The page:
A load-dependent voltage would be used to control a parasitic device.
A simplified load-following control scheme has been proposed for a fuel cell power system. The scheme could be used to control devices that are important parts of a fuel cell system but are sometimes characterized as parasitic because they consume some of the power generated by the fuel cells.
The parasitic devices can include the following: a pump for circulating coolant to remove waste heat, pumps for circulating reactant gases and humidifying inlet gases, an electric heater for keeping the fuel cell stack above a minimum operating temperature when the production of waste heat is insufficient for this purpose, and a centrifugal water separator. Operating these parasitic devices steadily at their full power levels would waste power, reducing the overall efficiency of the fuel cell power system. In general, the power demands for optimal operation of the parasitic devices vary with the load (e.g., the optimum coolant-circulation power increases with the load). The power levels of the parasitic devices in fuel cell power systems can be regulated at optimal levels by electronic feedback control systems that include sensors (e.g., current, voltage, temperature, or motor-speed sensors) and power-conditioning subsystems. However, such control systems can sometimes be so complex as to detract from the overall reliability of the affected fuel cell power systems.
In the proposed scheme, a single approximate control signal, generated by relatively simple means, would be used for controlling one or more parasitic devices. The scheme is based on the fact that the terminal voltage of a fuel cell stack decreases with increasing current (in other words, voltage decreases with increasing load) even more strongly than does the voltage of a typical battery having a nominally equivalent current and voltage rating. The figure depicts a simple fuel cell system in which the scheme would be applied to control of a coolant pump. The system would include a primary fuel cell stack and a lower-power secondary fuel cell stack denoted the parasitic-load stack. The two fuel cell stacks would be electrically connected at their positive ends. The coolant pump would be connected between the negative ends of the two stacks.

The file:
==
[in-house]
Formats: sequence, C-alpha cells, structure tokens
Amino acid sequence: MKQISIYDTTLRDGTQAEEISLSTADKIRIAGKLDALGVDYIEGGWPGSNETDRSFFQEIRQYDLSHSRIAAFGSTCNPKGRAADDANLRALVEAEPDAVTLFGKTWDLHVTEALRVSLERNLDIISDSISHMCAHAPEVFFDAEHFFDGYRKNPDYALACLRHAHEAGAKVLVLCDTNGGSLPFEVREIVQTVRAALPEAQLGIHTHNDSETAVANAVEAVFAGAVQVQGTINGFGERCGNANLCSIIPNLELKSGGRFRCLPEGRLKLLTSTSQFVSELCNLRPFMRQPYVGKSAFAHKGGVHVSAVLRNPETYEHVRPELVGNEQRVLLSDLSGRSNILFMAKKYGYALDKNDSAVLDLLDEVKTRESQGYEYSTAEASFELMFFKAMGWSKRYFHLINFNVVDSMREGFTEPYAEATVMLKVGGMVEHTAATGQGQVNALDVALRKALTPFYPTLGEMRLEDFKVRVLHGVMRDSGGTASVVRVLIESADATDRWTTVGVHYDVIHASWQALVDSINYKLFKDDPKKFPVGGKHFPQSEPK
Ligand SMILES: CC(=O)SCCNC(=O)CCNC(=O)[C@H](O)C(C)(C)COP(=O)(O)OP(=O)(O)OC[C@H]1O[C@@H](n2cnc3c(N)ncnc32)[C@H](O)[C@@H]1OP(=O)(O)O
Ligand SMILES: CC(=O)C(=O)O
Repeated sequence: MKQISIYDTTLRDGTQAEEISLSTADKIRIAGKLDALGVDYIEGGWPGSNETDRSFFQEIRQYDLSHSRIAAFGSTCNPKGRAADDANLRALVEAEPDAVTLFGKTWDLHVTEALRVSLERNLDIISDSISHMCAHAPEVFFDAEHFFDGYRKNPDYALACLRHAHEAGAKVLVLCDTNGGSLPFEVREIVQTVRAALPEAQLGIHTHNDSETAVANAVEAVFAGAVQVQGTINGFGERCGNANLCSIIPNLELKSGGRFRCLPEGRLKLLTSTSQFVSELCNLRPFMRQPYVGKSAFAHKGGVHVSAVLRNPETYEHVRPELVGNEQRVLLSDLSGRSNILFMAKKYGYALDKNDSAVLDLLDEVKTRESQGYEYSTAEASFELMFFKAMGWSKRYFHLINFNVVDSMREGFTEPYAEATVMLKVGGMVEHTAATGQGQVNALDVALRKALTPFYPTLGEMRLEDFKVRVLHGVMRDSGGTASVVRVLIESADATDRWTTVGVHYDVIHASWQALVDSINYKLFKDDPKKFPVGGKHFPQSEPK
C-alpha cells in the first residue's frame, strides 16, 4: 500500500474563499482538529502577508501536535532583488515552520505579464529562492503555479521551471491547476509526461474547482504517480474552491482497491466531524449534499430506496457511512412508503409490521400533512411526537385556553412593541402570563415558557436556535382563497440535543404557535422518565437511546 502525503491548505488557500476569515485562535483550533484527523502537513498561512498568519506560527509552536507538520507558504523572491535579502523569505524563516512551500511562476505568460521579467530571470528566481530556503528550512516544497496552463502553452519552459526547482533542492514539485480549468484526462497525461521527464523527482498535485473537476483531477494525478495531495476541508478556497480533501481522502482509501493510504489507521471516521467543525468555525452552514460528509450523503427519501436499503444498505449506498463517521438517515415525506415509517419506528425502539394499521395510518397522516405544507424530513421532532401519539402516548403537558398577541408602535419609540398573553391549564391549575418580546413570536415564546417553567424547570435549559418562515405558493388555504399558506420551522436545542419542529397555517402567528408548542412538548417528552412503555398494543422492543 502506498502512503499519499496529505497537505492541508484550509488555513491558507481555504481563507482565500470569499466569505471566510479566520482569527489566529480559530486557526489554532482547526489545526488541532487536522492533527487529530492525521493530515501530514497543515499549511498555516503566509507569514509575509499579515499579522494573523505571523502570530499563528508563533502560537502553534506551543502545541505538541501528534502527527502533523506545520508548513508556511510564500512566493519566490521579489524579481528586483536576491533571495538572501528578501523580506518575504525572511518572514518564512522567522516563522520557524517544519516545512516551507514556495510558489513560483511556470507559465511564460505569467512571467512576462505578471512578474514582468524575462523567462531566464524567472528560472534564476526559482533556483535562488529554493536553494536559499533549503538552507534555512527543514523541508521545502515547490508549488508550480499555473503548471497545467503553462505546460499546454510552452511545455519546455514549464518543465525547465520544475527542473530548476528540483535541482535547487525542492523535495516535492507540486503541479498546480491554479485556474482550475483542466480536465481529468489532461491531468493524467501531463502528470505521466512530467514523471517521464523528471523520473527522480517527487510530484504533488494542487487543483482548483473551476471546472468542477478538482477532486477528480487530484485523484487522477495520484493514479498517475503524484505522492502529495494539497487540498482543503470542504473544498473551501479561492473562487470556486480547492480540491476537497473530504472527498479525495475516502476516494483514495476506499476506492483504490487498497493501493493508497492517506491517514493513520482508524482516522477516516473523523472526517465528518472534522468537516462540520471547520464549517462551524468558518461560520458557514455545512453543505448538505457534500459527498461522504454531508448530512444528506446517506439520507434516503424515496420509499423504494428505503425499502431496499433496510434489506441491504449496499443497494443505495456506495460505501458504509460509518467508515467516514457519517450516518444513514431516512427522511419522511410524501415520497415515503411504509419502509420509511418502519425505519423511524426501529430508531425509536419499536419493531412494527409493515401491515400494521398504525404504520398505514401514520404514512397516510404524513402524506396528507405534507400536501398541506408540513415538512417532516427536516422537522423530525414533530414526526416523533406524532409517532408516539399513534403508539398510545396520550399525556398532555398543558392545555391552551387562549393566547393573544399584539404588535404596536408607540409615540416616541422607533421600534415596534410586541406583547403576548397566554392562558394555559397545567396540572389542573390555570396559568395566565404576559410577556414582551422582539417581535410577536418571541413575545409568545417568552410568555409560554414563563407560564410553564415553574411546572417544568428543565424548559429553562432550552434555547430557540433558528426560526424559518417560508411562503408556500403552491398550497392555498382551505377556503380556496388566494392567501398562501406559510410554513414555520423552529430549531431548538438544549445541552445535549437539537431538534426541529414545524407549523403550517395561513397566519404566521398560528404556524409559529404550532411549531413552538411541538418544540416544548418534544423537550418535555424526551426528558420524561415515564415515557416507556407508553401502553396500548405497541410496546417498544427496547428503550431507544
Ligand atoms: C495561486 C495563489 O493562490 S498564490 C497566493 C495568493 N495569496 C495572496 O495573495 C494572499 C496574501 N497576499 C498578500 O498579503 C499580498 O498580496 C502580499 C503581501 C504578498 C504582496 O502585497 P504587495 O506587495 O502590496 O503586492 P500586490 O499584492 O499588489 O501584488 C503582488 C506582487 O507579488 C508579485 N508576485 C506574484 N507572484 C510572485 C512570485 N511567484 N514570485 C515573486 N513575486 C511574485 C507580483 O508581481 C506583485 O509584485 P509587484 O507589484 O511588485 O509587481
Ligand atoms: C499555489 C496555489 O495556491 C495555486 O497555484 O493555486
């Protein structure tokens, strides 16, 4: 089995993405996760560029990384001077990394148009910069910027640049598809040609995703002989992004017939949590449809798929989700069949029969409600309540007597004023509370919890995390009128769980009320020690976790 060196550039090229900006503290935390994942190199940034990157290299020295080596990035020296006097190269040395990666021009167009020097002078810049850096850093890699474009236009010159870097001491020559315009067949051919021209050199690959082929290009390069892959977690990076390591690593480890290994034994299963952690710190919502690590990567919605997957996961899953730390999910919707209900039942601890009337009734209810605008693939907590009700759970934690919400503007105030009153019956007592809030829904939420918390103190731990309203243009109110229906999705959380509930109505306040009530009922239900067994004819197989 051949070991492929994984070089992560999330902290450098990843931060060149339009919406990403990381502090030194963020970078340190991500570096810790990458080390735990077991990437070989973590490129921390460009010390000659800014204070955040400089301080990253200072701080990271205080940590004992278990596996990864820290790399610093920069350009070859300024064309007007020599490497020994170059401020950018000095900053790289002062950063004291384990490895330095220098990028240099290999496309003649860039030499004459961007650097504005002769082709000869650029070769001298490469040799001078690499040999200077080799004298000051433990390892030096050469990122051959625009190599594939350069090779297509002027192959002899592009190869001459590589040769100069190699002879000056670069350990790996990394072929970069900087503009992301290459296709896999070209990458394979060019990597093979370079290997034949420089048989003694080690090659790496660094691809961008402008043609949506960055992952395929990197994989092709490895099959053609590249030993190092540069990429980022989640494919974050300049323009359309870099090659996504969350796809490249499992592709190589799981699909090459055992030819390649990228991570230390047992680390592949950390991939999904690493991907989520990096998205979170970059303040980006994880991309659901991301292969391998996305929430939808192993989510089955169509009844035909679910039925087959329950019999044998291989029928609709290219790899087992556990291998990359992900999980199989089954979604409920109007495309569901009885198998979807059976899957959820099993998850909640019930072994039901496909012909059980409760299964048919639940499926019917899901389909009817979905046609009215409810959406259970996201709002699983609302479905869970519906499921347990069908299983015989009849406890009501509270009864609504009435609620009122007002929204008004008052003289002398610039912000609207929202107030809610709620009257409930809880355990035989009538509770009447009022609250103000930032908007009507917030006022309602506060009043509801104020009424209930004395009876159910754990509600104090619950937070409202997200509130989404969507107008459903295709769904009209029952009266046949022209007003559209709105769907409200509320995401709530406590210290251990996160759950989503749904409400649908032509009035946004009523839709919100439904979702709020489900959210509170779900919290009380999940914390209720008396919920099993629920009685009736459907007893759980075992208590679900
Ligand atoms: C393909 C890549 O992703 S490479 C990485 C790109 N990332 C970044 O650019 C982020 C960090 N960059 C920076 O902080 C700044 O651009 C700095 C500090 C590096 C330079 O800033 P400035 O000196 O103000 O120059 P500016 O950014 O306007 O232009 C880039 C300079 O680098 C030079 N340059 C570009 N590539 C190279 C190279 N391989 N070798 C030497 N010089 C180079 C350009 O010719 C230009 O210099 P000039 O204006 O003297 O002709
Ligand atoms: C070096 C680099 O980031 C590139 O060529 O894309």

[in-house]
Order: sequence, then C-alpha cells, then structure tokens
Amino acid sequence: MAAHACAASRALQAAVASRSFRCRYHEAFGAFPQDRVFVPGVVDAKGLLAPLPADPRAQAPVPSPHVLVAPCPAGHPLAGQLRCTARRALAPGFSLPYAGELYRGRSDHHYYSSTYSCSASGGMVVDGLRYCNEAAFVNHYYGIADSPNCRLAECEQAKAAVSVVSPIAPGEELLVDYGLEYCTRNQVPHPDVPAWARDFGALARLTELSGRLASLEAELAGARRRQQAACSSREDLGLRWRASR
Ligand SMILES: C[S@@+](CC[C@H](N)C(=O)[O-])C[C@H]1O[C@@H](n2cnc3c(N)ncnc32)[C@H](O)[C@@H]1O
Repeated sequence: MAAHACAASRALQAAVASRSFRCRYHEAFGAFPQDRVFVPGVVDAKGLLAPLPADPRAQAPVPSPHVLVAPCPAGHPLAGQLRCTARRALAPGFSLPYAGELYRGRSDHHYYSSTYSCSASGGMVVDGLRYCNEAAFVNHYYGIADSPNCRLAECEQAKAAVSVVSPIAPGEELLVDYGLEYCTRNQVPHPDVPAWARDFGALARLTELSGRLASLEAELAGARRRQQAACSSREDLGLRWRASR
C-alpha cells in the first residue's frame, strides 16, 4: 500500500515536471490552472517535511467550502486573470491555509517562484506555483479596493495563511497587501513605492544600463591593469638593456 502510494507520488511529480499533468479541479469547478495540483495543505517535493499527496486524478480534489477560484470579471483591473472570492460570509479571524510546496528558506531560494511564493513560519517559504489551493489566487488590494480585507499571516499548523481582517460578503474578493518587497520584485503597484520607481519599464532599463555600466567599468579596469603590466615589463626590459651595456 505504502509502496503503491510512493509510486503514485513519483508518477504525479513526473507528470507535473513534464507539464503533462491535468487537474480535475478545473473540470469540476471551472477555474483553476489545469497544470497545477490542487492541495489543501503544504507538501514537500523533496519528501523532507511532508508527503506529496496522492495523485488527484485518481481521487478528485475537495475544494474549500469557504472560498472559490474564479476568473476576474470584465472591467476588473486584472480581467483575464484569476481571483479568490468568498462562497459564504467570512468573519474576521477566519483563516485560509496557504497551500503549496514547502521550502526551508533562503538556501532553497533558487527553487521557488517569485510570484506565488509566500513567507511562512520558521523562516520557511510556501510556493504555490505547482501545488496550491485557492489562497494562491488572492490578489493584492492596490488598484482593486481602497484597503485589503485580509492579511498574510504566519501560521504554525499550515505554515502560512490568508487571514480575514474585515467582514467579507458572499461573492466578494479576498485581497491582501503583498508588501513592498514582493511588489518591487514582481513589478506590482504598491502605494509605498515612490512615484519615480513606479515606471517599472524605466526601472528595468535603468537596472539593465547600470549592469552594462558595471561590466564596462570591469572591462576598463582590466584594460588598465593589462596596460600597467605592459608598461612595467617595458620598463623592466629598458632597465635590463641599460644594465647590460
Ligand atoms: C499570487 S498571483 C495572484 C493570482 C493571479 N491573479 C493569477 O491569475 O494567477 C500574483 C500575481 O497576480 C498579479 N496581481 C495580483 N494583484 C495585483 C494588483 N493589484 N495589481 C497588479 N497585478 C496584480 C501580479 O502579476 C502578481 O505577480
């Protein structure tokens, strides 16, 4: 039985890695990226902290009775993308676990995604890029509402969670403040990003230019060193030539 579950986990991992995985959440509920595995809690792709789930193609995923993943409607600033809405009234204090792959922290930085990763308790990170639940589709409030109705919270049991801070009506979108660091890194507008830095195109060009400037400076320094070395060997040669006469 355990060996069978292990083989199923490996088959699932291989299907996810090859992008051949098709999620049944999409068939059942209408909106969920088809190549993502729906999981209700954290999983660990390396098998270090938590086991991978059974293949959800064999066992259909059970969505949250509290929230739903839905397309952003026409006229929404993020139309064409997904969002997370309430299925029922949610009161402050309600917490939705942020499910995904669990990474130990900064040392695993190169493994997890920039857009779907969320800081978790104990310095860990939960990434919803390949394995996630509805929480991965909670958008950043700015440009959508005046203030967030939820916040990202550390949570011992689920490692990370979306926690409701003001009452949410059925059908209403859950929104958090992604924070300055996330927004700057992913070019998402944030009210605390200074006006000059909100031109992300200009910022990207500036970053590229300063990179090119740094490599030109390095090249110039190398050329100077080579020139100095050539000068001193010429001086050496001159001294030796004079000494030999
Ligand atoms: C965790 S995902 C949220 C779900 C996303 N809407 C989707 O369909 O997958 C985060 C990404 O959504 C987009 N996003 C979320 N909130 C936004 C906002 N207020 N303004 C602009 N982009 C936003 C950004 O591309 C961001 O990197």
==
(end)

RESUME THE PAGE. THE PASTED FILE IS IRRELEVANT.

An increase in the power demand of the load would cause a decrease in the voltage of the primary stack, thereby causing an increase in V2 – V1, the difference between the voltages of the parasitic-load and primary stacks.
This, in turn, would cause an increase in the power supplied to the coolant pump. In a design process, that would entail careful selection of the stack cell areas, the numbers of cells in the two stacks, the electrical resistance of the coolant pump, and other design parameters; it should be possible to make the power supplied to the coolant pump, as a function of the load level, closely approximate the amount required for dissipation of waste heat at that level.
This work was done by Arturo Vasquez of Johnson Space Center. For more information, download the Technical Support Package (free white paper) at www.techbriefs.com/tsp under the Electronics/Computers category.
This invention is owned by NASA, and a patent application has been filed. Inquiries concerning nonexclusive or exclusive license for its commercial development should be addressed to the Patent Counsel, Johnson Space Center, (281) 483-0837. Refer to MSC-24169-1.